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It's up to Rays to suggest any change

Reticence on Rays leaves void | March 22 editorial

It's up to Rays to suggest change

This editorial makes the nonsensical assertion that the mayor of St. Petersburg would be showing "leadership" by amending the use agreement with the Rays (which requires the Rays to play at Tropicana Field through the 2027 season) and allow the ball club to study stadium sites outside St. Petersburg.

The editorial speculates that the Rays would be willing to pay for the privilege of looking at sites outside St. Pete and Pinellas. However, the Rays and their ownership have never proffered any such offer.

The position that Mayor Bill Foster and the City Council have taken with regard to the stadium issue is clearly not the position that the Tampa Bay Times prefers. However, the interests of the newspaper and those of the city and citizens are not always aligned.

I suspect that when the very able leaders of the Rays make a decision as to what makes sense for the ball club, they will unveil a proposal just as they did in 2008. At that point a substantive dialogue may begin.

Until the Rays propose a change to the existing agreement, residents of our region continue to have the opportunity to enjoy some of the best baseball anywhere!

Niel Allen, St. Petersburg

Reticence on Rays leaves void

Team needs a sugar daddy

I'm not so sure the Rays are looking for a "boyfriend" at this point. They need fans in seats. There is business interest all over the Tampa Bay region. There are fans and season ticket holders all over the Tampa Bay region. This isn't about being the bad guy. This is about being proactive. This is about wanting our Rays to succeed today instead of waiting for tomorrow. The Tampa Bay area needs a committee of local businesses to dangle something attractive in front of the Rays. In other words, they need a sugar daddy.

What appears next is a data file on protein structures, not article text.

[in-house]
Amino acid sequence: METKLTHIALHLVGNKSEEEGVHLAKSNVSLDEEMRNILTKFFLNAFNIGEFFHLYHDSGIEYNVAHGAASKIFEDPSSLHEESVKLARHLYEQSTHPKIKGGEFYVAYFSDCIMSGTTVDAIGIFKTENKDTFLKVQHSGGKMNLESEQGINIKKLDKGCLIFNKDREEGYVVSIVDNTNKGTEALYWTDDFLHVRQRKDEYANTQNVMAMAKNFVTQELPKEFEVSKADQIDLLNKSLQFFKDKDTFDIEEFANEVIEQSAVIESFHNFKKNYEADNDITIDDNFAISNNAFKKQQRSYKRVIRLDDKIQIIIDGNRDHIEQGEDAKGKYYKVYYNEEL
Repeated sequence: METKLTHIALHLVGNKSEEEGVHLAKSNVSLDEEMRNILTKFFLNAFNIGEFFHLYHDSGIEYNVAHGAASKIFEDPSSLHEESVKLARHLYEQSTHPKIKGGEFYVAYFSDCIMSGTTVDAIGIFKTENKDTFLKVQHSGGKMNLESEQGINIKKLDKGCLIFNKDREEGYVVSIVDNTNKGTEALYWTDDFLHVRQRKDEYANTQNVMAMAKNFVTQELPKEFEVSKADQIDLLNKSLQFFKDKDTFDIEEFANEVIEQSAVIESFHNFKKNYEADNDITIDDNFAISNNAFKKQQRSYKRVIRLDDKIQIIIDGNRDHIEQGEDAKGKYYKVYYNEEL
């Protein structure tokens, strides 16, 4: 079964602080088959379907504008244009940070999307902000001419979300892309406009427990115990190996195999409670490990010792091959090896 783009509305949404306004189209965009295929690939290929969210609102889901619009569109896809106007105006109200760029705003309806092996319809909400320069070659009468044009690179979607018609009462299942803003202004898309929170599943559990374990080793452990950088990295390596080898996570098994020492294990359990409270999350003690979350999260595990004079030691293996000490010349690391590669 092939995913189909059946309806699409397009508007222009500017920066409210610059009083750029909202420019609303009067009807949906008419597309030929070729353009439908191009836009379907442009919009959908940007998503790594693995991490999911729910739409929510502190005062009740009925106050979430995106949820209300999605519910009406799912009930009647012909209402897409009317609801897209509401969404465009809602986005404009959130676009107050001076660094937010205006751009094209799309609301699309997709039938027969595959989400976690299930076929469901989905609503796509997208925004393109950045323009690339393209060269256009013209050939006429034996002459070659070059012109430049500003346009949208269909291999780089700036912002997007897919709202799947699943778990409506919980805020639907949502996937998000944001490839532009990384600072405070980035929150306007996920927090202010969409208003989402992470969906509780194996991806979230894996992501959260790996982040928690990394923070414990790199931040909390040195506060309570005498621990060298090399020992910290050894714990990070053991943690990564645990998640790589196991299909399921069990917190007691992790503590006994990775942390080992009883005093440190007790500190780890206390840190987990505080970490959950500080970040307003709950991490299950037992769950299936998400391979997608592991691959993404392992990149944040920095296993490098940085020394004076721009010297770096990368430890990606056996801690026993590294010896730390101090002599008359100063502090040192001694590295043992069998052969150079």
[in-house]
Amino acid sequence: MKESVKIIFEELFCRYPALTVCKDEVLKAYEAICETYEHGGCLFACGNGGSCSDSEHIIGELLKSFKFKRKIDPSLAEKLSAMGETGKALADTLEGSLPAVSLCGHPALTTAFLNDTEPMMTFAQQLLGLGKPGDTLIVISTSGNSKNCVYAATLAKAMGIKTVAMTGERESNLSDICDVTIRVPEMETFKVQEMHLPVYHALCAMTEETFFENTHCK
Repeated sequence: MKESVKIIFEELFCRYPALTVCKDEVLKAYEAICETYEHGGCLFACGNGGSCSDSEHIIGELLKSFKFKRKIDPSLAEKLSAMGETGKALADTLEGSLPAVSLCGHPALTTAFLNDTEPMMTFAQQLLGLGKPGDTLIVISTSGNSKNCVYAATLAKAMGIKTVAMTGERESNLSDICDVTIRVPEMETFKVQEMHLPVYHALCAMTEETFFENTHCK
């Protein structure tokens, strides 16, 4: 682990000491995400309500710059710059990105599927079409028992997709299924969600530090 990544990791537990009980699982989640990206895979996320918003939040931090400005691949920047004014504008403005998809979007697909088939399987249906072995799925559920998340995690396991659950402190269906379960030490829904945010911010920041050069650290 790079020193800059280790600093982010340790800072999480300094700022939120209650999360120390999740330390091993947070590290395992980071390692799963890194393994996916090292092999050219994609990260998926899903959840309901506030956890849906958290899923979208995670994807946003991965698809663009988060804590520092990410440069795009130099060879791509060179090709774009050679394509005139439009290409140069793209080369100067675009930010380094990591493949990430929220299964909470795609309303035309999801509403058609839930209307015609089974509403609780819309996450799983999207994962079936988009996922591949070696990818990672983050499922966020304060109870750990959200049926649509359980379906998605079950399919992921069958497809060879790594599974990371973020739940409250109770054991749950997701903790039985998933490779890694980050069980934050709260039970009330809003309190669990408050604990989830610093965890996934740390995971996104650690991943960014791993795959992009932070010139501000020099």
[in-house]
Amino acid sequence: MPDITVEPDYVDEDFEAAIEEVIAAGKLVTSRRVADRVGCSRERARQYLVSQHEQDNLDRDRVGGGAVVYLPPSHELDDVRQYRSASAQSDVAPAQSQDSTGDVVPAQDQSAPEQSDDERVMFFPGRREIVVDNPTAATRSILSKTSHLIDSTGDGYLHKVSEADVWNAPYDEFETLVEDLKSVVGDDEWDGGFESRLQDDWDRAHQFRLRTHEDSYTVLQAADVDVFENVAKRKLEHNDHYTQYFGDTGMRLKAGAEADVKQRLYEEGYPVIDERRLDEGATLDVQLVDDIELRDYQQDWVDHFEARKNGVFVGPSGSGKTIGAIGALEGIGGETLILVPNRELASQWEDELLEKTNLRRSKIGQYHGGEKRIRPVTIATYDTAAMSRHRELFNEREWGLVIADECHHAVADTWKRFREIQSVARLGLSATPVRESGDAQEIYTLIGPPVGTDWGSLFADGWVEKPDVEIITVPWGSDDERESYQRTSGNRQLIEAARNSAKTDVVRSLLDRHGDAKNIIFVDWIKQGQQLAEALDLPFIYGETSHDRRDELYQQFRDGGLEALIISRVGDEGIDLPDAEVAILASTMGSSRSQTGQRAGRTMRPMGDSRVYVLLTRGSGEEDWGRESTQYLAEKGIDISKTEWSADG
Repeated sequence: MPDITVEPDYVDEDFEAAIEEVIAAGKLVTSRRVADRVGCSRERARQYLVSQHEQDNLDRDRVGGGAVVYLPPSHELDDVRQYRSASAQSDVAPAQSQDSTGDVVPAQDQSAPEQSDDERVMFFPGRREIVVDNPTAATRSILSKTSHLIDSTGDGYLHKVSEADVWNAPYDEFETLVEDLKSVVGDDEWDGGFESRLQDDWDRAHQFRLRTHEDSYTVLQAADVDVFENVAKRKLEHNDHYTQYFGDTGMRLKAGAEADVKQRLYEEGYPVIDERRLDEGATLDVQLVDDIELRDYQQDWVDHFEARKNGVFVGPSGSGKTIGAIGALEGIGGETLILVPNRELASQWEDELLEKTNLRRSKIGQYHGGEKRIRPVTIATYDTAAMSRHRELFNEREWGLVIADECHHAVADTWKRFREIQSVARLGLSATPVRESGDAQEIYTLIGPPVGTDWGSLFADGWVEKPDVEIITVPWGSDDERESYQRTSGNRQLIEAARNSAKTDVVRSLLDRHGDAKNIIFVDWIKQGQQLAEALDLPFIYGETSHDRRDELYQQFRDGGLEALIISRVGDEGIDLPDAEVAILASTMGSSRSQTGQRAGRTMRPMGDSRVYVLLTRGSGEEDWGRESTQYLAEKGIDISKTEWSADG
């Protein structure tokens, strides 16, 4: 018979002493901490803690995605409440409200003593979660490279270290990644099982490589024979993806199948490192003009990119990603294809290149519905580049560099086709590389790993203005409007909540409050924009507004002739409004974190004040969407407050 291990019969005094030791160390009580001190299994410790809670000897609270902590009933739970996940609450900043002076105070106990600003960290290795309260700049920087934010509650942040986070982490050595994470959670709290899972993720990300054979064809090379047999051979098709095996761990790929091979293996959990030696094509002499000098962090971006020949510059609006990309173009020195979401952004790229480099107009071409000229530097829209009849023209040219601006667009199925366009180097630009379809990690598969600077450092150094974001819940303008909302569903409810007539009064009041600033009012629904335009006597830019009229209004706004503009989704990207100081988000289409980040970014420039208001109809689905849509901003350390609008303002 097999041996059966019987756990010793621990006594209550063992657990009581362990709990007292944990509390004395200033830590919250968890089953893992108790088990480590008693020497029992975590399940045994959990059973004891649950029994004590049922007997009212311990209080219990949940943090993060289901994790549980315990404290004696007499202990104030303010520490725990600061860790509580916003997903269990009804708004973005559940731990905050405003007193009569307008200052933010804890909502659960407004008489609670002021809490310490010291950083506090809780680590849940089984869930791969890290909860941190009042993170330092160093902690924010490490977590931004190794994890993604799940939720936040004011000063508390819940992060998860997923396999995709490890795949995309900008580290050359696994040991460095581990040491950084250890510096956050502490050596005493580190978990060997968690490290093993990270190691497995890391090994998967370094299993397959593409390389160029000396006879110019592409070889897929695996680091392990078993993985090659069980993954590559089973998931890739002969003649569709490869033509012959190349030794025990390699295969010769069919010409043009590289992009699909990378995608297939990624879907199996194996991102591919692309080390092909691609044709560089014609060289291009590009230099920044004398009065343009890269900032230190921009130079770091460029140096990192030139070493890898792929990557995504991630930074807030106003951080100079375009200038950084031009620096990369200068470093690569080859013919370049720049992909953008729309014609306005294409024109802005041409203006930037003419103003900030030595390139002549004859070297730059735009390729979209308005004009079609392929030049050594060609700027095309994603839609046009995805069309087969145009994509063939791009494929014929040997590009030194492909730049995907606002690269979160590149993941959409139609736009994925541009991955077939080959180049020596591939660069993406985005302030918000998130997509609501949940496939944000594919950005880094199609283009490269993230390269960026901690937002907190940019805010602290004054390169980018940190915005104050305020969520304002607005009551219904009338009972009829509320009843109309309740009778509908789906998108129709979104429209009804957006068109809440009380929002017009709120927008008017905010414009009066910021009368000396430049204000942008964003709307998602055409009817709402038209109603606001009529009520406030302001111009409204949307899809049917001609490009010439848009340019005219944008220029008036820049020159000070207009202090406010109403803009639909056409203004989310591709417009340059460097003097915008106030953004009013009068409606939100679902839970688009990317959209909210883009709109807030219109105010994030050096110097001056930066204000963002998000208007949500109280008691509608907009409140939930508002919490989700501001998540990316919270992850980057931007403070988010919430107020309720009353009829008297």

Vicki Entreken, Valrico

Consider water taxis

The Tampa Bay Times is absolutely correct in calling for some real action locally and regionally if we want to keep the Rays in Tampa Bay. It's time for Bill Foster and colleagues to get their heads out of the sand and realize that not only have the Rays been hinting that downtown Tampa is a desired location, Major League Baseball has joined the field. In case nobody has noticed, professional sports franchises have a lot of money and power, and they most always get what they want!

Foster's "secret plan" may have been centered on the Gateway area of Pinellas that may someday have improved mass transit options. As reported by the Times, that plan took a big hit when the large parcel of land there was sold to a beer distributor. Not only will the referendum to raise taxes to install a light rail line to Clearwater be a tough sell, it is highly doubtful that the Rays would wait that long for this to happen even if it passes.

It's about time Tampa Bay looked into the easiest and quickest way to get people across our bay. Most world cities with such an attribute have municipal water taxis. A similar service that runs from Channelside in Tampa to the Pier area of St. Pete would contribute greatly to keeping the Rays in Tampa Bay.

Rand Moorhead, director of Ride the Tide Tampa Bay, St. Petersburg

In fear of American Talibanism March 18 Robyn Blumner column

New low for Blumner